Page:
6. Just give Graham some of those prescription drugs the Saints are so famous for having around, that should mellow things out.

  7. “Judgment day” for Brees in terms of his contract will come next offseason. His cap hit will be $26 million for the 2015 season. Make fun all you want but everyone will eventually be affected by this outcome as this will set a bad precedent for cap struggling teams who have playing playing “hybrid” roles.

  8. The argument for WR pay is very clear based on the 67% times he lined up there.

    The argument for TE is based on what he played in college, his draft position of TE, his position in the game program/depth chart, fantasy, Madden position and his pro bowl selection position. Basically, “his mamma calls him a TE, he’s a TE”.

    That’s it. You’re gonna find out that the label means ZERO. He will be defined by his on the field duties.

  9. Graham is not being greedy just on the basis of this argument. He did, however, turn down a contract that would have made him the highest-paid tight end in football.

    If Graham wants to be paid like a wide receiver, he should be able to produce like one. He does not. He depends on being shuttled around the formation to take advantage of matchups. He has a limited route tree. He has a low catch percentage. These are not the qualities of an elite wide receiver, therefore the Saints should not have to pay him like one.

    Having said that, this is all agents and the union fighting the league and has probably not so much to do with Jimmy Graham himself.

  10. The “Y” receiver a.k.a. “tight end” being flexed into the slot has always been a part of the tight end position’s duties. Some teams sub in shiftier guys to come in to play Y from the slot position in certain situations but these days, most TE’s can do it themselves.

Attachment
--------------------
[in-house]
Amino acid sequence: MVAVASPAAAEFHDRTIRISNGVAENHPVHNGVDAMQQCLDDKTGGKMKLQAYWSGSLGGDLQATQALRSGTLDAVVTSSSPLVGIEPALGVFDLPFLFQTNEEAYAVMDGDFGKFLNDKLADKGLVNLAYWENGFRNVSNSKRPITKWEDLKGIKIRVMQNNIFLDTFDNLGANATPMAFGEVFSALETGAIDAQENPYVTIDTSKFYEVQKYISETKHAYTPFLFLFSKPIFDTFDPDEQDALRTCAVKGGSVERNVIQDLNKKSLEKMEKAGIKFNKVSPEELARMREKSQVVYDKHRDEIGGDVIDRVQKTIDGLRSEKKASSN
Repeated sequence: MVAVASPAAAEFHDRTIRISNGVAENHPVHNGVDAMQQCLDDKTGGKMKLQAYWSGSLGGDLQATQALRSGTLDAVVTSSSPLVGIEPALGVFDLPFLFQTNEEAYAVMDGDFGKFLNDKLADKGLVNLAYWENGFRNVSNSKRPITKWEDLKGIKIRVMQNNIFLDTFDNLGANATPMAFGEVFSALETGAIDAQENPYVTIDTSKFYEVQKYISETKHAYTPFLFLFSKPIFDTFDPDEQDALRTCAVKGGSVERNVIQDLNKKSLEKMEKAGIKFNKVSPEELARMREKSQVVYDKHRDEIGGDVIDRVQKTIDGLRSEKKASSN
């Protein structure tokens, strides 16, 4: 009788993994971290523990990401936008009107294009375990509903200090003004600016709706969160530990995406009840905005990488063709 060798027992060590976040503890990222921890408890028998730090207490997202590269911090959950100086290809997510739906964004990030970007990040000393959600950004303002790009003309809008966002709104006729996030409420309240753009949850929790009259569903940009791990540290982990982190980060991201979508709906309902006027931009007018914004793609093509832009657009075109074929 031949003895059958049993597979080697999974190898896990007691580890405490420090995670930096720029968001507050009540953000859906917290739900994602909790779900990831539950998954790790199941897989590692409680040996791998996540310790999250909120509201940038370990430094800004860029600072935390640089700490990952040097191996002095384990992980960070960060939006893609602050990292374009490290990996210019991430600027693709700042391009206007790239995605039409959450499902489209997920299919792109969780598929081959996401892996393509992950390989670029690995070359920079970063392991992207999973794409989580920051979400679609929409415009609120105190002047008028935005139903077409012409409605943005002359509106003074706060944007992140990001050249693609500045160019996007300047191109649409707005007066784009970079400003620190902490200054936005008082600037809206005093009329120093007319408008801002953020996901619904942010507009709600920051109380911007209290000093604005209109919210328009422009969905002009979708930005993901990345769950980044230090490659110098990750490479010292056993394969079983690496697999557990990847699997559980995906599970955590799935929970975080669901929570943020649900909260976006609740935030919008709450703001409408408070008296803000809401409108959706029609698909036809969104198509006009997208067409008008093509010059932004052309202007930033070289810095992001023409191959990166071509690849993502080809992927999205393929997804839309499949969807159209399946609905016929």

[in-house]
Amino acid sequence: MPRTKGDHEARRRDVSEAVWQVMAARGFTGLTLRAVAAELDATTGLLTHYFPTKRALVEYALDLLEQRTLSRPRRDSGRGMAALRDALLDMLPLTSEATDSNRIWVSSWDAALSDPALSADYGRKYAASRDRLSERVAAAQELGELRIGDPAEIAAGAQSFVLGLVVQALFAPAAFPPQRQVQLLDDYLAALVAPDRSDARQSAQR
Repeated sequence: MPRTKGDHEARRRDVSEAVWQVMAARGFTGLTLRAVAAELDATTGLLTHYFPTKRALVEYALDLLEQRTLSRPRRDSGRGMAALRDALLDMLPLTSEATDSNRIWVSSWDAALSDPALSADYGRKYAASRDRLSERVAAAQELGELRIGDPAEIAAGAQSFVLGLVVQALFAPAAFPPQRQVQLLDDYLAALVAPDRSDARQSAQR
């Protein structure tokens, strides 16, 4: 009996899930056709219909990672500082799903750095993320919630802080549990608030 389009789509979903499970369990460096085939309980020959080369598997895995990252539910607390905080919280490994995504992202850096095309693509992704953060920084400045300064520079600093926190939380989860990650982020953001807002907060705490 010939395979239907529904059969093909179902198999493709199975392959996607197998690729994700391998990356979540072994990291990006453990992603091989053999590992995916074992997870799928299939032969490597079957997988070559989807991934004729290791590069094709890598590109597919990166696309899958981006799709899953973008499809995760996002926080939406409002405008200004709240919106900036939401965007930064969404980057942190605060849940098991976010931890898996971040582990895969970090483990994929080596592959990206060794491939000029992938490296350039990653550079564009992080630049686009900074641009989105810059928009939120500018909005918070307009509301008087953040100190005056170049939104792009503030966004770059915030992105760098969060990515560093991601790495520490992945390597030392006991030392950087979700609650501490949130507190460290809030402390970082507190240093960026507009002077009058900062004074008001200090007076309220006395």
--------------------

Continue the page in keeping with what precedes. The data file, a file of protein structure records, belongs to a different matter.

Graham is not an X or Z receiver like Megatron or A.J. Green, he is a Y receiver and those guys don’t make the big bucks.

    Graham’s pay should be in line with higher end slot receivers.

  11. True, so expect all of the other agents of hybrid TE’s, rush OLB’s (who want to be paid like DE’s), and pass-catching RB’s to jump on this bandwagon.

  12. The on field duties are what should count. If the Saints are able to call him a tight end even though he plays the majority of snaps at tight end whats to stop other teams from doing the same thing. Maybe teams will begin starting their cornerbacks at safety for 2-3 plays a game, then switch them back over to corner but always label them safety. I’ll take my defensive end and start him at defensive tackle. This should be common sense. Look at how the Saints use him.

    To be honest I don’t see why TE and WR are separate categories and yet all of the OL are one category or all LBs are one categories. There’s a bigger difference between Patrick Willis and Aldon Smith than there is between Jimmy Graham and Marques Colston

  13. This will help the Linebackers that cover him if he is deemed a Wide Receiver. They will argue they should be paid Cornerback pay since they are guarding a Wide Receiver.

  14. How about this for compromise? As per the numbers he lines up outside 66% of the time and inside as a TE 33 % of the time. Easy math for everyone.

    Take 66% of avg. of top 5 WR’s pay($68,398,000/5 = $13,679,600 x 66% =$9,028,536) and 33% of avg.of top 5 TE’s pay ($38,020,000 /5 =$7,604,000 x 33% = 2,509,320) and add them together.

    Total = $ 11,537,856/yr. This creates a win/win for both sides. Top Paid TE AND 5th Highest paid WR

    Salary numbers are compliments of

  15. Ok new rule. If you want to classify him AND PAY HIM as a TE then you shouldn’t be allowed to split him out in the slot. The NFL and teams want their cake and to eat it to. If the Saints want to line him up as a Wide Receiver then they have to pay him like one.

  16. I think the biggest difference this argument will decide is the amount of guaranteed money Jimmy gets. As a TE, he’s in very low 20’s, as a WR, he’s mid to upper 20’s million guaranteed on deal w maybe slightly more annual numbers. Annual he’s getting minimum 10 a yr, max 11.25 a year.

  17. What next ??? Are we going to see a running back that catches 30 – 40 passes out of the backfield asking for WR money ?? There’s a huge discrepancy between those 2 positions.